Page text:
Hunger for Something Easier
I suppose now you'll deny it all,
there was no pig in the woods,
hair up on his back like barbed wire,
eyes sunk and runny in crusted tunnels
along the snout. And we didn’t run
through red brambles, banging our legs
against stumps until we flung ourselves
into the thorny arms of an apple tree.
You'll say we didn't stay shoved up
against the bark breathing bright spice
and pitching green fruit to frighten away
the pig. You'll never say you were afraid
or that I held you and you held me
and we crouched on the thin branches
until night slunk in, and a hunger
for something easier turned the pig away.
from Tongue, Red Hen Press, 2010
Rachel Contreni Flynn
The good angel
The one I wanted came,
the one I called.
Not the one who sweeps away defenseless skies,
stars without homes,
moons without a country,
The kind of snows that fall from a hand,
Not the one who tied death
to his hair.
The one I wanted.
Without scraping air,
without wounding leaves or shaking windowpanes.
The one who tied silence
to his hair.
To scoop out, without hurting me,
a shoreline of sweet light inside my chest
so that my soul could sail.
Translated by Mark Strand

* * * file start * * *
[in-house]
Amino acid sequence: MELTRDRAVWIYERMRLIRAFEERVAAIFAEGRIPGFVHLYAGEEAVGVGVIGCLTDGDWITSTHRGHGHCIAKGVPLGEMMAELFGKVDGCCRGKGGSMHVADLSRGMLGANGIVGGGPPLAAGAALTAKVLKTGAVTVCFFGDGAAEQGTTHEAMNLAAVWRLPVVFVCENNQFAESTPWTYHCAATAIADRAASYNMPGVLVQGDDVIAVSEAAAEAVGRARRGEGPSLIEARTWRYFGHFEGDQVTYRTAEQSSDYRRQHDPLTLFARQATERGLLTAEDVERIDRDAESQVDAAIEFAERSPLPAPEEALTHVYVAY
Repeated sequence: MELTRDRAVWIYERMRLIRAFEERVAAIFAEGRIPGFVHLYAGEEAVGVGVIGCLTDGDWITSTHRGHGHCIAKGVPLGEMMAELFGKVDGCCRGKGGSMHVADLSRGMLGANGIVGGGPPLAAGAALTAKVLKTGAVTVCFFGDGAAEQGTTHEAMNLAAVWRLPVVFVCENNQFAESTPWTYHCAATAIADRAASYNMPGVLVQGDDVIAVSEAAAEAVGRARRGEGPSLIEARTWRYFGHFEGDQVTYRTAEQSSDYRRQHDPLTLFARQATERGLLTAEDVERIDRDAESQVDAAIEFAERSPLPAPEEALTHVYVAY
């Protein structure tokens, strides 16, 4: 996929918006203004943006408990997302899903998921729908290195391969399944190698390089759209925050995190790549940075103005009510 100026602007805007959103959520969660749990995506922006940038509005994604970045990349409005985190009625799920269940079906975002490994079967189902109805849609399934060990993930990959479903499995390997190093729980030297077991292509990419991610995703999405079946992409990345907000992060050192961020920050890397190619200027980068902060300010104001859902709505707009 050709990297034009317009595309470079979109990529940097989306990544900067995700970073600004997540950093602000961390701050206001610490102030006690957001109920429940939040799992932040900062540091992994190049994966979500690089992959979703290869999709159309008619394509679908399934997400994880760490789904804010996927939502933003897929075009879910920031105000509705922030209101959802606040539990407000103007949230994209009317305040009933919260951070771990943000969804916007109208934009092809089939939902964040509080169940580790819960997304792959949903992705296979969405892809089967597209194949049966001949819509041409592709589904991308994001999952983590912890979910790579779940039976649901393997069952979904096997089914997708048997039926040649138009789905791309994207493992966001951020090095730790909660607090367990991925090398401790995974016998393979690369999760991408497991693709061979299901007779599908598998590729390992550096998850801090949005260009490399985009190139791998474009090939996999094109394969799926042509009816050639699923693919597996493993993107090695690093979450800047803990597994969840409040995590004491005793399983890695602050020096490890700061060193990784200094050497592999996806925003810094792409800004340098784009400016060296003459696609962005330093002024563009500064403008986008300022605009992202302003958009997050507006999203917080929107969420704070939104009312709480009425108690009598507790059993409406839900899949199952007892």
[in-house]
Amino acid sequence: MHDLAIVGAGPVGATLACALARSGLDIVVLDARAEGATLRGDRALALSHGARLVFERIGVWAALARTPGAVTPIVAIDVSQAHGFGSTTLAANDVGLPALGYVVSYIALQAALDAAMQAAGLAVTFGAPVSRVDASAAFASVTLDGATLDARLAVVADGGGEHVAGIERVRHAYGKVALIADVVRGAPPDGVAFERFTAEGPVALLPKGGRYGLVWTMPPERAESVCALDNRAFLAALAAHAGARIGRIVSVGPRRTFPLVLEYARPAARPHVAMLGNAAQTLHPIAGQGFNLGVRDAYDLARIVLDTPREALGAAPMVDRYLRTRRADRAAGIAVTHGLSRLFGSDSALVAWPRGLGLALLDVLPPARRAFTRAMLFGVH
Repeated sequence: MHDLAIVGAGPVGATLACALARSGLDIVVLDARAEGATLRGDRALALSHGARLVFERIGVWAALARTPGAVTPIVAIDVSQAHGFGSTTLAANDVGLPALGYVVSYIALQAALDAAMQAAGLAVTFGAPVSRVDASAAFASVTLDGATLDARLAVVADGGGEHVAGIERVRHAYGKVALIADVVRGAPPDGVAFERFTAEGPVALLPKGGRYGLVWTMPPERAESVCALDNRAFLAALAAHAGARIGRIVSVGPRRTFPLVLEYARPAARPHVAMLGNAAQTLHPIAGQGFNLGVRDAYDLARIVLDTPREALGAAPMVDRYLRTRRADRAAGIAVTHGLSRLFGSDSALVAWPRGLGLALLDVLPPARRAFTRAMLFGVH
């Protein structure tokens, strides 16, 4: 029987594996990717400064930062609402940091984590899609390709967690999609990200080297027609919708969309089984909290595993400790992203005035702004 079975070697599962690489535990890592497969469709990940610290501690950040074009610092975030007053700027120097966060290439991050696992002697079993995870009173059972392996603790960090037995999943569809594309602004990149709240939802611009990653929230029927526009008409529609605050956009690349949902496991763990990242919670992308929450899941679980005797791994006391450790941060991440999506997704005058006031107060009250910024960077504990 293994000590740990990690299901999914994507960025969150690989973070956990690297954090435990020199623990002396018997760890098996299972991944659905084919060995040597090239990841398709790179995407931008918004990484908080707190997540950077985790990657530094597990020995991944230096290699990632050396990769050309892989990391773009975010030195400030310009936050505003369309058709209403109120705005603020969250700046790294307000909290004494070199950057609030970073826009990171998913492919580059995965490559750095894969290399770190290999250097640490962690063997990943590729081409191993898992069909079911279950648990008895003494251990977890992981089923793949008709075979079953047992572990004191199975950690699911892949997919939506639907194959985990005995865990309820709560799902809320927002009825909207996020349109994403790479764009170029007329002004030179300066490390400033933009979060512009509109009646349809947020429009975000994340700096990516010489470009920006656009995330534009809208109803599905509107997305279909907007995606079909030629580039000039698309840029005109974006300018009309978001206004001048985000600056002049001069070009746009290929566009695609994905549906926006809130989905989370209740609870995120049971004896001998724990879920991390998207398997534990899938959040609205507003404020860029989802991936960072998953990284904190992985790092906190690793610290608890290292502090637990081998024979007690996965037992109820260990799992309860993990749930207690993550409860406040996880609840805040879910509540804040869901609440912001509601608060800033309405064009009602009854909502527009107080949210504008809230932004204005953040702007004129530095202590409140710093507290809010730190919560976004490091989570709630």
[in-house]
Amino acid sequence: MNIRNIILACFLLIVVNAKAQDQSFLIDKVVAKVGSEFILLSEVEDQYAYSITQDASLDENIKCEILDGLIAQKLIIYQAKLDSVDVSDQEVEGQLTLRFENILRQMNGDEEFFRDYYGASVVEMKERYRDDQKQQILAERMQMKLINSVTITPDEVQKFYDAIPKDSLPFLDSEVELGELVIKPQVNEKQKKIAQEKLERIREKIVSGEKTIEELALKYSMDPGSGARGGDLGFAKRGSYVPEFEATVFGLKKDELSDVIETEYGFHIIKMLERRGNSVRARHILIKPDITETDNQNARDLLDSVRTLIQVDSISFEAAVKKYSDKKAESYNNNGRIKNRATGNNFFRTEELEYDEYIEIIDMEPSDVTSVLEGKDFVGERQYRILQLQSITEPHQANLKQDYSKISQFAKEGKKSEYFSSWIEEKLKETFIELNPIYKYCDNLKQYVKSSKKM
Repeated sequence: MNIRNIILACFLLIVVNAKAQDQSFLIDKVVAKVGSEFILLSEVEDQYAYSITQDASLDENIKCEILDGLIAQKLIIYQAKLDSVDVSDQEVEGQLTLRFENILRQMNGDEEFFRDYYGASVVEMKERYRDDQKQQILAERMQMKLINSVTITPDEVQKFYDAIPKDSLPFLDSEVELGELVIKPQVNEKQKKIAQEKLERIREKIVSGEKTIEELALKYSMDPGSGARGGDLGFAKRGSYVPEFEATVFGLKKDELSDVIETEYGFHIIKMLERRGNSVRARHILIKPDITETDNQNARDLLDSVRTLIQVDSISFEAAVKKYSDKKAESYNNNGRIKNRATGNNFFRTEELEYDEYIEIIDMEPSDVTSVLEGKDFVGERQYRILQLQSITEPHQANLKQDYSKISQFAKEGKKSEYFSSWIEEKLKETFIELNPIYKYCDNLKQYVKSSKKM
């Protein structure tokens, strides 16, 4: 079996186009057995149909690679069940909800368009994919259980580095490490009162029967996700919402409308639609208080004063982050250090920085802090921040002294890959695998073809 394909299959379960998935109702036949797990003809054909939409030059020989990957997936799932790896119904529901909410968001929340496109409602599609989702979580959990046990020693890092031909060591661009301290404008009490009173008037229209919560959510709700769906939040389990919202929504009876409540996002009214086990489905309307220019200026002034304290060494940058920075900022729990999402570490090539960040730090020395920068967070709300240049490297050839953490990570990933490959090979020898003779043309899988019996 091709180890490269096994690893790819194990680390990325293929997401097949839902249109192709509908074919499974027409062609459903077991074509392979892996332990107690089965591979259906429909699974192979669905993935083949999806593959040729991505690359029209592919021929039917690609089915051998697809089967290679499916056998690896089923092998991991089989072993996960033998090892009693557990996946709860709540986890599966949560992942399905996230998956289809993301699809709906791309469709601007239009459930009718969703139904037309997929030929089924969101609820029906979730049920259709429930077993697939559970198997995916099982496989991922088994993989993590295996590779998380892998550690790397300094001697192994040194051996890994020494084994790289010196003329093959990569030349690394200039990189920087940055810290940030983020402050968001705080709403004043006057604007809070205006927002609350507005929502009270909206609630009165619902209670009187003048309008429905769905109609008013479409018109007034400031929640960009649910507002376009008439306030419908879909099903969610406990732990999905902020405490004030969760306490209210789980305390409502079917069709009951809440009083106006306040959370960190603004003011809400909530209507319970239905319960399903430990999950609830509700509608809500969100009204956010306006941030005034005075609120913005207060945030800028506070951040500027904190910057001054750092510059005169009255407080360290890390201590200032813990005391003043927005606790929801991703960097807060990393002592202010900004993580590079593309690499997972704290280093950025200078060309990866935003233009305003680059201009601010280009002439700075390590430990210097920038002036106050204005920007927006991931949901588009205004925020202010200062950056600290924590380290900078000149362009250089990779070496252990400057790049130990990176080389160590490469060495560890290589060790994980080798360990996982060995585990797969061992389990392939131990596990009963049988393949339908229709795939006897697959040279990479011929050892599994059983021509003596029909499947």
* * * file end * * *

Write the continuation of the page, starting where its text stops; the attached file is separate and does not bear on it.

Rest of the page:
I think that poetry is mysterious and essential.
A wonderful and surprising image seems to have a taste: like dates eaten out of a copper bowl.
The best poetry advice I ever got was from Chris Forhan, Say the strange thing, then don't explain yourself.
My first experience with poetry was listening to my Grandma recite Edna St. Vincent Millay poems in her sun-filled sewing room.
I wrote the main section of my book, Tongue, in 4 days of solitude in 2008 and don't think I've quite recovered yet.
My favorite poem might be The Good Angel.
"To live is so startling it leaves little time for anything else." -- ED
I have recieved some of the happiest poetry news in the midst of caring for others. Coincidence? Read here. http://www.arts.gov/features/writers/writersCMS/writer.php?id=07_06